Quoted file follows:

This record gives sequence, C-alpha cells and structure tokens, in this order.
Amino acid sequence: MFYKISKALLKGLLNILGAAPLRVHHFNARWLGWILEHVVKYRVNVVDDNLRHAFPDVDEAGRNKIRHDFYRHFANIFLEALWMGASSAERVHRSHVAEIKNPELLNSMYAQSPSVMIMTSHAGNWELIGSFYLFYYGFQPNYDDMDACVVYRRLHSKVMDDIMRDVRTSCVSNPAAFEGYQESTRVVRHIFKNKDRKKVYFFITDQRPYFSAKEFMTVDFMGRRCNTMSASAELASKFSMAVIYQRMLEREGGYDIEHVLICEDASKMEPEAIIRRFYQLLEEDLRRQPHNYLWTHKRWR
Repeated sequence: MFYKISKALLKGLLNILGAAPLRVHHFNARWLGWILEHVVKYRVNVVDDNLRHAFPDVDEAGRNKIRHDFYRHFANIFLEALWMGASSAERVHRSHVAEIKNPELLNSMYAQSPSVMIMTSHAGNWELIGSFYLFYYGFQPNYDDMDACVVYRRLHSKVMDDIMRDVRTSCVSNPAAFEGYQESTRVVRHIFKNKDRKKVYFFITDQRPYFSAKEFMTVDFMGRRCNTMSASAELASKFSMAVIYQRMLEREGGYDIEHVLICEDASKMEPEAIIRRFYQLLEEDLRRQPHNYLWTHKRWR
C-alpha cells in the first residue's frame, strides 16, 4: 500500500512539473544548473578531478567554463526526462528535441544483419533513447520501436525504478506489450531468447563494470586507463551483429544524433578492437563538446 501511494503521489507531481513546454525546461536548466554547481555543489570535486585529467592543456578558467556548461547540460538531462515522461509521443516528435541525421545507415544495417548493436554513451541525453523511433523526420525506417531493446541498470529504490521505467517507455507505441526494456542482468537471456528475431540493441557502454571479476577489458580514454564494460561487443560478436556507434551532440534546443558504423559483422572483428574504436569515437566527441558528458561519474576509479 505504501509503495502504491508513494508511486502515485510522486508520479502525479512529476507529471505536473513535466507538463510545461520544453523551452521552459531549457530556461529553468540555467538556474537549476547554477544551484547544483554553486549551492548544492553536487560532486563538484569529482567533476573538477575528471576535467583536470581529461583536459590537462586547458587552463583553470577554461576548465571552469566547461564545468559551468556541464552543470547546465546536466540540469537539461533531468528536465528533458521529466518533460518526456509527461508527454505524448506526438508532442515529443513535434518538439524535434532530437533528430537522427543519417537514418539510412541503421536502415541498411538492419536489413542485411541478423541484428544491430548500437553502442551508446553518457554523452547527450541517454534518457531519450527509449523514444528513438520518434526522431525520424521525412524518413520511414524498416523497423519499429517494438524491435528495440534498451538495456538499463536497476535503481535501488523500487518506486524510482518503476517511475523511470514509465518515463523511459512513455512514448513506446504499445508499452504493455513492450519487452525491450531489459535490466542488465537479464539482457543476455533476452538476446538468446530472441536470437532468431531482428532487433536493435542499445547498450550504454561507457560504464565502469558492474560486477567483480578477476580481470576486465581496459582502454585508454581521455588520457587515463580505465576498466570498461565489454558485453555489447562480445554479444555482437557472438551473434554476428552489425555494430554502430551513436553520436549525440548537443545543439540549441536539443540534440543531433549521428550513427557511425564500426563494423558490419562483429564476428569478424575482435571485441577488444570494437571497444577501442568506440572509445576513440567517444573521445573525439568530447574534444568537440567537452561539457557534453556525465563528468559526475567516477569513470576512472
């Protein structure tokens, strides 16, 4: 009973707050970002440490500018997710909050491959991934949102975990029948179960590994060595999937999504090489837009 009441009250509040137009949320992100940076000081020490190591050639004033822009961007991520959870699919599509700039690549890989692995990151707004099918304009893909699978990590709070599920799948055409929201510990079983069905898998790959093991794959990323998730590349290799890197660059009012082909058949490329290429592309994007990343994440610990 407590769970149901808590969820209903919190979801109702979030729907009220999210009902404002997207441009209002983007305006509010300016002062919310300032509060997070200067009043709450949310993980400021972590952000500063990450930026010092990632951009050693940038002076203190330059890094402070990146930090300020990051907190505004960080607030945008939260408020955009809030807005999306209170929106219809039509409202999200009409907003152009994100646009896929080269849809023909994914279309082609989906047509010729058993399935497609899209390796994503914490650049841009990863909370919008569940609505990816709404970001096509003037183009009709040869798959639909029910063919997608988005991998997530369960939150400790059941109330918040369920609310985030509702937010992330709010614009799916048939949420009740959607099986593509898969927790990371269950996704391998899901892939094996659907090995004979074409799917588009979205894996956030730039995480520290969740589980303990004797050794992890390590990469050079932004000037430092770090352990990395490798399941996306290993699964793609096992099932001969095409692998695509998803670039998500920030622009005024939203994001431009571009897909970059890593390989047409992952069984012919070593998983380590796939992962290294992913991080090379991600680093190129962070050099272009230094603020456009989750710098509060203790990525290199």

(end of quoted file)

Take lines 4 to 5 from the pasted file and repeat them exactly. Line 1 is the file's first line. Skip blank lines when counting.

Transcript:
C-alpha cells in the first residue's frame, strides 16, 4: 500500500512539473544548473578531478567554463526526462528535441544483419533513447520501436525504478506489450531468447563494470586507463551483429544524433578492437563538446 501511494503521489507531481513546454525546461536548466554547481555543489570535486585529467592543456578558467556548461547540460538531462515522461509521443516528435541525421545507415544495417548493436554513451541525453523511433523526420525506417531493446541498470529504490521505467517507455507505441526494456542482468537471456528475431540493441557502454571479476577489458580514454564494460561487443560478436556507434551532440534546443558504423559483422572483428574504436569515437566527441558528458561519474576509479 505504501509503495502504491508513494508511486502515485510522486508520479502525479512529476507529471505536473513535466507538463510545461520544453523551452521552459531549457530556461529553468540555467538556474537549476547554477544551484547544483554553486549551492548544492553536487560532486563538484569529482567533476573538477575528471576535467583536470581529461583536459590537462586547458587552463583553470577554461576548465571552469566547461564545468559551468556541464552543470547546465546536466540540469537539461533531468528536465528533458521529466518533460518526456509527461508527454505524448506526438508532442515529443513535434518538439524535434532530437533528430537522427543519417537514418539510412541503421536502415541498411538492419536489413542485411541478423541484428544491430548500437553502442551508446553518457554523452547527450541517454534518457531519450527509449523514444528513438520518434526522431525520424521525412524518413520511414524498416523497423519499429517494438524491435528495440534498451538495456538499463536497476535503481535501488523500487518506486524510482518503476517511475523511470514509465518515463523511459512513455512514448513506446504499445508499452504493455513492450519487452525491450531489459535490466542488465537479464539482457543476455533476452538476446538468446530472441536470437532468431531482428532487433536493435542499445547498450550504454561507457560504464565502469558492474560486477567483480578477476580481470576486465581496459582502454585508454581521455588520457587515463580505465576498466570498461565489454558485453555489447562480445554479444555482437557472438551473434554476428552489425555494430554502430551513436553520436549525440548537443545543439540549441536539443540534440543531433549521428550513427557511425564500426563494423558490419562483429564476428569478424575482435571485441577488444570494437571497444577501442568506440572509445576513440567517444573521445573525439568530447574534444568537440567537452561539457557534453556525465563528468559526475567516477569513470576512472
């Protein structure tokens, strides 16, 4: 009973707050970002440490500018997710909050491959991934949102975990029948179960590994060595999937999504090489837009 009441009250509040137009949320992100940076000081020490190591050639004033822009961007991520959870699919599509700039690549890989692995990151707004099918304009893909699978990590709070599920799948055409929201510990079983069905898998790959093991794959990323998730590349290799890197660059009012082909058949490329290429592309994007990343994440610990 407590769970149901808590969820209903919190979801109702979030729907009220999210009902404002997207441009209002983007305006509010300016002062919310300032509060997070200067009043709450949310993980400021972590952000500063990450930026010092990632951009050693940038002076203190330059890094402070990146930090300020990051907190505004960080607030945008939260408020955009809030807005999306209170929106219809039509409202999200009409907003152009994100646009896929080269849809023909994914279309082609989906047509010729058993399935497609899209390796994503914490650049841009990863909370919008569940609505990816709404970001096509003037183009009709040869798959639909029910063919997608988005991998997530369960939150400790059941109330918040369920609310985030509702937010992330709010614009799916048939949420009740959607099986593509898969927790990371269950996704391998899901892939094996659907090995004979074409799917588009979205894996956030730039995480520290969740589980303990004797050794992890390590990469050079932004000037430092770090352990990395490798399941996306290993699964793609096992099932001969095409692998695509998803670039998500920030622009005024939203994001431009571009897909970059890593390989047409992952069984012919070593998983380590796939992962290294992913991080090379991600680093190129962070050099272009230094603020456009989750710098509060203790990525290199």